Only Iran was kept off the list, and this had nothing to do with its practice of torturing and murdering citizens who ask for honest elections, but rather was due to the fact that Tehran has alienated not only the Western states but also the Arabs. Just to make clear that Iran’s exclusion should not be interpreted as a sign of disapproval of its treatment of its own citizens, the mullahs’ regime was put in charge of a separate UN body on women’s rights. Who better?

Freedom House teamed up with UN Watch to pressure the UN member states to keep in mind human rights when choosing council members. Of the 14 nominees, they judged only five “qualified” for seats, four others as “questionable,” and five as “not qualified.” Needless to say, all of the latter five were elected nonetheless. They were Angola, Mauritania, Malaysia, Qatar, and — you guessed it — Libya. The opposition scored its best showing against Qaddafi’s regime, rallying a grand total of 37 nay votes to 155 ayes.
In other words, only one-fifth of the member states cared a whit about the UN’s human rights efforts. There you have the whole story. The illness cannot be cured. It is terminal.



Political correctness is most pervasive in universities and colleges but I rarely report the incidents concerned here as I have a separate blog for educational matters.

American "liberals" often deny being Leftists and say that they are very different from the Communist rulers of other countries. The only real difference, however, is how much power they have. In America, their power is limited by democracy. To see what they WOULD be like with more power, look at where they ARE already very powerful: in America's educational system -- particularly in the universities and colleges. They show there the same respect for free-speech and political diversity that Stalin did: None. So look to the colleges to see what the whole country would be like if "liberals" had their way. It would be a dictatorship.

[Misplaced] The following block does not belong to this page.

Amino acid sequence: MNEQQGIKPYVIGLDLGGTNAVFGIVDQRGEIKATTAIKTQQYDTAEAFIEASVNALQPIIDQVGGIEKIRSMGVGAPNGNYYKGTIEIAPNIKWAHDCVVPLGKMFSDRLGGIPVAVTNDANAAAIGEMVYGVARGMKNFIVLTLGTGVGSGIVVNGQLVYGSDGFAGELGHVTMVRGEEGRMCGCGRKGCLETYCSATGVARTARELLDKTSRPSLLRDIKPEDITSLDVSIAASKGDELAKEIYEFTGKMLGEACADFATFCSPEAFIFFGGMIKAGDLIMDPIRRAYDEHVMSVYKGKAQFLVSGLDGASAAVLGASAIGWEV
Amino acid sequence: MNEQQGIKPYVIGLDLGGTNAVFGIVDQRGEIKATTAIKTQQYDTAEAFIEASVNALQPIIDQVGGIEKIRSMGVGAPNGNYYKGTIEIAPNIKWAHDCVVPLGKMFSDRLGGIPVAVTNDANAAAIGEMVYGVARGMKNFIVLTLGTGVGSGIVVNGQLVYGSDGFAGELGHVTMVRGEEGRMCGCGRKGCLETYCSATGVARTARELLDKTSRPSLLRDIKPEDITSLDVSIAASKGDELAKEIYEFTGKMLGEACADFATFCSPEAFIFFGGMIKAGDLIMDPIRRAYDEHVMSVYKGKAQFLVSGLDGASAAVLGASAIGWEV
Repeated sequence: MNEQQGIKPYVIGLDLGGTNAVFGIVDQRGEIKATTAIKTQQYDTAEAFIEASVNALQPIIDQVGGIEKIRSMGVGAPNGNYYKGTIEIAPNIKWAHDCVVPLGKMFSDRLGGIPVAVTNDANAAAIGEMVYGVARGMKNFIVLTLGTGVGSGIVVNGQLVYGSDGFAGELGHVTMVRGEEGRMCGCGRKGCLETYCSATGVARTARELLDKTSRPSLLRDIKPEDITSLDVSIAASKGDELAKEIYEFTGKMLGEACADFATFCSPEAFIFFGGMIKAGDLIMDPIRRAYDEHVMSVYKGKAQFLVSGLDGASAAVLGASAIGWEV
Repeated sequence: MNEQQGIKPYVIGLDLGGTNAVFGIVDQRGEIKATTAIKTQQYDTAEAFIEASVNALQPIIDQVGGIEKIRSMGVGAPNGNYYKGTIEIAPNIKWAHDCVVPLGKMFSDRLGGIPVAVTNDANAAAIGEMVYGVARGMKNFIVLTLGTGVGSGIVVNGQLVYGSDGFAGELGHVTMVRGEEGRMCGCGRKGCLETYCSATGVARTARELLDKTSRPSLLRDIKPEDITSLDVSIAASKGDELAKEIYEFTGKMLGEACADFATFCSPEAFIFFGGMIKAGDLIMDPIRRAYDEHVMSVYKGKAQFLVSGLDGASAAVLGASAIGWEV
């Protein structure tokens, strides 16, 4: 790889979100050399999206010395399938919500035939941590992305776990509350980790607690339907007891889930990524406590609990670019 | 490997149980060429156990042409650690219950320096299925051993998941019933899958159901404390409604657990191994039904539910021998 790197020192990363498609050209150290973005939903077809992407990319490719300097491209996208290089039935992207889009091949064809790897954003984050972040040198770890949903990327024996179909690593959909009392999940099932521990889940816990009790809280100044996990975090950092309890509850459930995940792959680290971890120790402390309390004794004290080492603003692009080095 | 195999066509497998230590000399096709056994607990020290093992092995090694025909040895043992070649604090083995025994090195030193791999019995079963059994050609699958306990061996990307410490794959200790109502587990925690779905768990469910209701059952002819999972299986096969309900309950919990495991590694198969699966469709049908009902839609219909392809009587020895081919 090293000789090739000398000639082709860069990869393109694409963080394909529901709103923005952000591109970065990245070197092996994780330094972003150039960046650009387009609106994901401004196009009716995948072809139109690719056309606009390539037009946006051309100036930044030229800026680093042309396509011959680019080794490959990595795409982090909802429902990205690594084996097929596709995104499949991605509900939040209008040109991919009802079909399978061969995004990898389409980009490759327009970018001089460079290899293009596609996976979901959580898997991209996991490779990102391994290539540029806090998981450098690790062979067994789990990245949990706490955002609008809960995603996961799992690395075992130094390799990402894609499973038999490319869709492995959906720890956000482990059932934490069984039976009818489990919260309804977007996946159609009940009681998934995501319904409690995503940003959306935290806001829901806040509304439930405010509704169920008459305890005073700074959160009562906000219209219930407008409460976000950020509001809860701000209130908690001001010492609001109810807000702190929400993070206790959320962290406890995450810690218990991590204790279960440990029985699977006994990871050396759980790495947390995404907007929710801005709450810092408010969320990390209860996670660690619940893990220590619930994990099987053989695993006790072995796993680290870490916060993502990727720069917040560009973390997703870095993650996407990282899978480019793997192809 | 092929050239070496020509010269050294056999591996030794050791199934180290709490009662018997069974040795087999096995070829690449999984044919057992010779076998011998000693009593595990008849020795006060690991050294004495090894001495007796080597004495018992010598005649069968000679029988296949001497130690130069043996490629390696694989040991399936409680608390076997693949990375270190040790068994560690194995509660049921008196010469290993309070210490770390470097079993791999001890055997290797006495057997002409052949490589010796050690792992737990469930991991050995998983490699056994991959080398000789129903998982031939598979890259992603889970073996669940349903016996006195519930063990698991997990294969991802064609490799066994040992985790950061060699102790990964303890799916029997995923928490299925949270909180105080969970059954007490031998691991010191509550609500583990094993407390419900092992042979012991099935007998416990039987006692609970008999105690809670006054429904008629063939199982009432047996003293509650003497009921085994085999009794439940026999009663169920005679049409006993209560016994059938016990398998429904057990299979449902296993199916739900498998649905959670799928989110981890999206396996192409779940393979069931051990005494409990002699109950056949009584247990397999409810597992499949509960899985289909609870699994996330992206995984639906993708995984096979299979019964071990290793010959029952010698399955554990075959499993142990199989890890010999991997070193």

For more postings from me, see TONGUE-TIED, GREENIE WATCH, EDUCATION WATCH INTERNATIONAL, FOOD & HEALTH SKEPTIC, GUN WATCH, AUSTRALIAN POLITICS, DISSECTING LEFTISM, IMMIGRATION WATCH INTERNATIONAL and EYE ON BRITAIN (Note that EYE ON BRITAIN has regular posts on the reality of socialized medicine). My Home Pages are here or here or here or Email me (John Ray) here. For readers in China or for times when is playing up, there is a mirror of this site here.


No comments: